October is a big month

5 10 2009

October is:

Breast Cancer Awareness Month

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LGBTQ History Month

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Domestic Violence Awareness Month

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Sexual Assault Awareness Month (at Tufts)

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Weekly Feminist Reader

27 09 2009

Cara covers the story of a Trans Woman Murdered in Hollywood

Partisan Politican Contributions by US Companies

A Take on The Good Wife: The Wrong Side of the Mommy Track

Health Care Reform — at the Price of Women’s Health?

Nike Makes Black Athlete Look Like…an Animal? An Alien? What?

Cross-generational discussions can be difficult – but we need to have them

Trans-misogyny? There’s an app for that

A topic that’s worth revisiting over and over again: How to be an ally

The Reverse of Discrimination is “Not Discrimination”

Minor Offenses: The Tragedy of Youth in Adult Prisons

What’s wrong with [not just young people] everybody now

Malkin’s venom knows no bounds: Obama “doesn’t like this country very much”, is the “Groveler in Chief”





Coalition for Choice Lobby Day 2009

16 09 2009

Got this info from NARAL Pro-Choice Massachusetts and from Planned Parenthood.

On October 6, the Mass Coalition for Choice is having a lobby day in support of the Comprehensive Health Education Bill and the Repeal Bill.  Come out and demonstrate your support for real health ed. and repeal of archaic public health laws!

You can help out by urging legislators to support:

1.  An Act Relative to Providing Health Education in Schools (Senate Bill 218/House Bill 3434)-  requires that schools provide age appropriate health ed grades K-12.

2)  An Act Relative to Updating the Public Health Laws (Senate Bill 1610/ House Bill 1745)-  would repeal archaic, unconstitutional abortion and contraceptive restrictions still on the books in Mass.

The lobby day is Oct 6th from 9 am to noon, starting in the Great Hall at the State House in Boston.

NARAL is also offering a lobby day training, which they are willing to come to the classroom and conduct.  Contact organizing@prochoicemass.org to sign up for lobby day or training.  You can also contact Planned Parenthood to sign up at amooers@pplm.org.

*Also, Planned Parenthood’s Plan is having an open house Saturday, Oct. 3rd, 11AM-4PM in front of Plan in Davis Square-  260 Elm St.  There will be games, raffle, prizes, info, giveaways, and a 3 for $30 birth control promotion.  The rain date is Oct. 7th.





Stop Trans Pathologization – 2012 Campaign

29 08 2009

The European Transgender Network “Transgender Europe” (TGEU) has expressed its support for the Stop Trans Pathologization – 2012 (STP – 2012) campaign, which has a pretty self explanatory mission of advocating for the depathologization of trans identities and removing Gender Identity Disorder (GID) from the American Psychiatric Association’s DSM and the World Health Organization’s CIE. A revised version of the DSM is due in 2012 and a revised version of the CIE is due in 2014.

TGEU recently released a statement calling upon their member organizations and allies worldwide to join the campaign and organize in their regions. The main demand of the STP – 2012 campaign that TGEU is endorsing as well is to remove GID from international diagnostic manuals. TGEU also has these additional demands:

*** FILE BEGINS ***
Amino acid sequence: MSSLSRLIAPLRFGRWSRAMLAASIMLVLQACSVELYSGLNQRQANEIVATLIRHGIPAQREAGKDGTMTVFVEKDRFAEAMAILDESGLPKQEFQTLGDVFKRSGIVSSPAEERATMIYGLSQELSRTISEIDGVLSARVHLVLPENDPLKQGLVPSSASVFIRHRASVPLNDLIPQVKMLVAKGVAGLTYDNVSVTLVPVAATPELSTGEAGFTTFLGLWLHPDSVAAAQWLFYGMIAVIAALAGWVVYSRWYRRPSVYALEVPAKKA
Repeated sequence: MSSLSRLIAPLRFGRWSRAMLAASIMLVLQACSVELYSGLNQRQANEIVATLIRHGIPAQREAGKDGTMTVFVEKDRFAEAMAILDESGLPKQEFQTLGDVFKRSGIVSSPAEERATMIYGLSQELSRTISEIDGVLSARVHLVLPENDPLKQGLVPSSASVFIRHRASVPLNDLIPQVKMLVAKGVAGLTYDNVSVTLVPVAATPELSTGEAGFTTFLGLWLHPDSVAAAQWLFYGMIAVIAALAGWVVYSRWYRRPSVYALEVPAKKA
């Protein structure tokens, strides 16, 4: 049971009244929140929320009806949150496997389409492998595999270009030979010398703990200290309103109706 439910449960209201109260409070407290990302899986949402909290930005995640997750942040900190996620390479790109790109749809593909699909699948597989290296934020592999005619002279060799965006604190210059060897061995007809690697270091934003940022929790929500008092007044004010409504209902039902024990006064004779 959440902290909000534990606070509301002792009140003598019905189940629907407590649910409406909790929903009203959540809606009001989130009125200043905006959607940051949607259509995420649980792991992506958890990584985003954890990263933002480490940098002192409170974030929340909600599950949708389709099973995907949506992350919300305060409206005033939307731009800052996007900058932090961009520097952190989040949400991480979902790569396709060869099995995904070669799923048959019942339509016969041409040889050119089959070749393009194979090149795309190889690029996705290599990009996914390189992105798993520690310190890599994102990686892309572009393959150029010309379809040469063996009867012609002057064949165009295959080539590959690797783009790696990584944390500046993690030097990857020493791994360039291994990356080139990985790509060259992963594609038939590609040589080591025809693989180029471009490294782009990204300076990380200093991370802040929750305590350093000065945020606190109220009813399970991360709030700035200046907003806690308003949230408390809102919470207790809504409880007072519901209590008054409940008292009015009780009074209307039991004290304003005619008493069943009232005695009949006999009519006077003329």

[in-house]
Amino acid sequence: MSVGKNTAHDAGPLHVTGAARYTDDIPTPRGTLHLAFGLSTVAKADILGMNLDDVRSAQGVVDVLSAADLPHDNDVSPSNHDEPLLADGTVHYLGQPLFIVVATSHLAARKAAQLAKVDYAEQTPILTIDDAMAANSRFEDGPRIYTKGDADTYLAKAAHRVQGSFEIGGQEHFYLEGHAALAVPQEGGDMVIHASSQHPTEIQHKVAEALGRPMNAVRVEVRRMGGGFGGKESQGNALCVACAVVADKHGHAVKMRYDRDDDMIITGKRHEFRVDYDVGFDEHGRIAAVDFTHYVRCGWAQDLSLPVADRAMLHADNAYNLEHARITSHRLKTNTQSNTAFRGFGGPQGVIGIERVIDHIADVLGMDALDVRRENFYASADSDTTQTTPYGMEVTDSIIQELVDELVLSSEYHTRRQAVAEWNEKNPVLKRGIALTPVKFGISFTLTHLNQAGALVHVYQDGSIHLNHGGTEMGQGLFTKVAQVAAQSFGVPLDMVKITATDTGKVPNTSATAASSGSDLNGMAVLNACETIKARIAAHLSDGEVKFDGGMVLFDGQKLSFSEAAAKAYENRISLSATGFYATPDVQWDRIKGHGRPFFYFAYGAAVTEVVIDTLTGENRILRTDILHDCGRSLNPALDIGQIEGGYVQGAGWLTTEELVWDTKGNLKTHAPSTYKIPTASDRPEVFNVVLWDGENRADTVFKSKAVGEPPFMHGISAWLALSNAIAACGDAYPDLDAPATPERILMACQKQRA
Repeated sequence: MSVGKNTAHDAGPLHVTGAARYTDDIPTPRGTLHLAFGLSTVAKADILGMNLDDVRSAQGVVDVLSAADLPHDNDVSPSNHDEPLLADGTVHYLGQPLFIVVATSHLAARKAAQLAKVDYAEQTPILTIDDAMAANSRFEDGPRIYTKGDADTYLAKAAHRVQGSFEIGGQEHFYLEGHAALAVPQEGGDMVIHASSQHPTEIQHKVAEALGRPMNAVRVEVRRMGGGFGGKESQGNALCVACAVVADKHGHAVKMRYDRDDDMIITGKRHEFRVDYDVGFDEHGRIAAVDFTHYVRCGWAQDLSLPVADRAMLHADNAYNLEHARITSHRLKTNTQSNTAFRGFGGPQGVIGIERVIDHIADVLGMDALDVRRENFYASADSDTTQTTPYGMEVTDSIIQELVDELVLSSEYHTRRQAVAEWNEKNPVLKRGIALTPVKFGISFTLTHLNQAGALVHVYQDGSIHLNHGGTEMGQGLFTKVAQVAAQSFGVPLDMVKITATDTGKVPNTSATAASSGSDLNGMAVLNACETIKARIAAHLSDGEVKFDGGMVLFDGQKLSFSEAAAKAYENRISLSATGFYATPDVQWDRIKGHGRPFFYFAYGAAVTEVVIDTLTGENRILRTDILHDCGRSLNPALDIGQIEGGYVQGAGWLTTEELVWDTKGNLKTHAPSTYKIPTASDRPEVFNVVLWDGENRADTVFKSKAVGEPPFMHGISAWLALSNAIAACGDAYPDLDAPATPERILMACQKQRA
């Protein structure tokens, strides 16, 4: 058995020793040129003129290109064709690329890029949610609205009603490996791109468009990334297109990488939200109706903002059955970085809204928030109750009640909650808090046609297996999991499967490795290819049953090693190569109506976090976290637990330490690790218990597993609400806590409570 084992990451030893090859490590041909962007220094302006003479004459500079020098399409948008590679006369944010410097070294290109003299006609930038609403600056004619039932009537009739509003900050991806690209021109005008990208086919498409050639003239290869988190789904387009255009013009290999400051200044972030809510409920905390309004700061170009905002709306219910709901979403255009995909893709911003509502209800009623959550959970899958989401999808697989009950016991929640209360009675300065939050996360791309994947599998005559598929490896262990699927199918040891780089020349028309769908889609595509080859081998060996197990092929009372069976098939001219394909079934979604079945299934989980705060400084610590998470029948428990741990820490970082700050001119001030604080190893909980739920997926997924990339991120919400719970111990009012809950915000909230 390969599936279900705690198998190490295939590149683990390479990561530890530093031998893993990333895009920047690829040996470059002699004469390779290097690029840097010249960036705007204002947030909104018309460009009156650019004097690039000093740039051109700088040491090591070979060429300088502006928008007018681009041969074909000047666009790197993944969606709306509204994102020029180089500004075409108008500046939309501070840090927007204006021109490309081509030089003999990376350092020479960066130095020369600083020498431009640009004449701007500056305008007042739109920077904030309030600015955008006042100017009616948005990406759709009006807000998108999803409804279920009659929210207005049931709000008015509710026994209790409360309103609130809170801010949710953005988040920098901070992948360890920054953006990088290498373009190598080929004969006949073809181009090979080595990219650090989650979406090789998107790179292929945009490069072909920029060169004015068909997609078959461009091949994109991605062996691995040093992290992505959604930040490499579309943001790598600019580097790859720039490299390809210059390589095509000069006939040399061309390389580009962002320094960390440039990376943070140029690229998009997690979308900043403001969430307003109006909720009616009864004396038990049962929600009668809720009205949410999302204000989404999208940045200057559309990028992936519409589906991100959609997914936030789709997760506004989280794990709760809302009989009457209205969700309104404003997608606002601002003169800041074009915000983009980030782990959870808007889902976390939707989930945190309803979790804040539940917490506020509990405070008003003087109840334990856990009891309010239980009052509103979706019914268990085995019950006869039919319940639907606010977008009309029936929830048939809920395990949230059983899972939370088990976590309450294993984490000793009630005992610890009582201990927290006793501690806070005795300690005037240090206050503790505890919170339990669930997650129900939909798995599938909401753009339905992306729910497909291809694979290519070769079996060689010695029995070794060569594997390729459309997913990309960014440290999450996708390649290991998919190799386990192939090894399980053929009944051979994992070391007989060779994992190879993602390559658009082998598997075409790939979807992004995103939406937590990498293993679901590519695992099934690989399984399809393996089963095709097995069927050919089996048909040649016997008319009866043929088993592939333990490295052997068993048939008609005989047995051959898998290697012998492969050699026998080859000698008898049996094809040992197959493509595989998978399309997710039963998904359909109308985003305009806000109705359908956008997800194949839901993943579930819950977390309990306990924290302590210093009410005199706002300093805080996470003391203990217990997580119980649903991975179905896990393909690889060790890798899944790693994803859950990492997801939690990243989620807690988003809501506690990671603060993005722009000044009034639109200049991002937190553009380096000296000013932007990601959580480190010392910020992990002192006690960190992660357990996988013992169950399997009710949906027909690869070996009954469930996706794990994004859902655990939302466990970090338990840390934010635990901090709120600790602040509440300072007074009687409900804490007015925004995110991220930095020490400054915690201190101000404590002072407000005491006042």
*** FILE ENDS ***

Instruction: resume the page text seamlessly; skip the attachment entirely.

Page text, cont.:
- The creation of an alternative non-pathologizing category in the ICD 11, recognizing that our gender identities are not mental health disorders while still enabling hormonal and surgical medical assistance to be provided for those trans-people who seek such assistance.

- The funding of hormonal and surgical medical assistance for trans people by national health insurance.

- The creation of processes for changing legal name and gender without compulsory treatment or any form of diagnosis.

October 17, 2009 is the established date for demonstrations in cities worldwide this year, so save that date! TGEU is collecting information about planned demonstrations in cities and so far, over 80 trans organizations and allies from over 40 cities in Africa, the Americas, Asia and Europe have expressed their support and solidarity, and/or confirmed their participation. Hopefully that number will just soar in the next couple weeks.

If you would like to confirm the support and/or participation of your group, email research@tgeu.org with the subject JOIN STP 2012 before September 5th. Be sure to include your group/organization’s name, logo if there is one, country, city, and the message: We want to join the campaign “Stop Trans Pathologization – 2012″.





Weekend Reads

22 08 2009

Dana Goldstein on the need for a public health insurance plan to provide reproductive health coverage.  Over at The Nation, Sharon Lerner has more on why women need health care reform.

An interesting photo essay that questions and explores what it means to be masculine.  It’s accompanied with an interview with the photographer, Chad States.  The subjects of some of the photos include trans men.

The children’s books industry is a very much white run industry and often children’s books are embedded, subtly and not-so-subtly, with racist undertones.  Read this post on Racism Review about children’s books are very much white-framed and whitewashed.

Here are some thoughts on 18-year old South African runner Caster Semenya whose female-ness was being questioned because she doesn’t conform to traditional western standards of femininity.  Bird of Paradox has more.

Michelle Obama should be allowed to wear shorts without coming under such scrutiny by the media and the public, especially while vacationing at the Grand Canyon.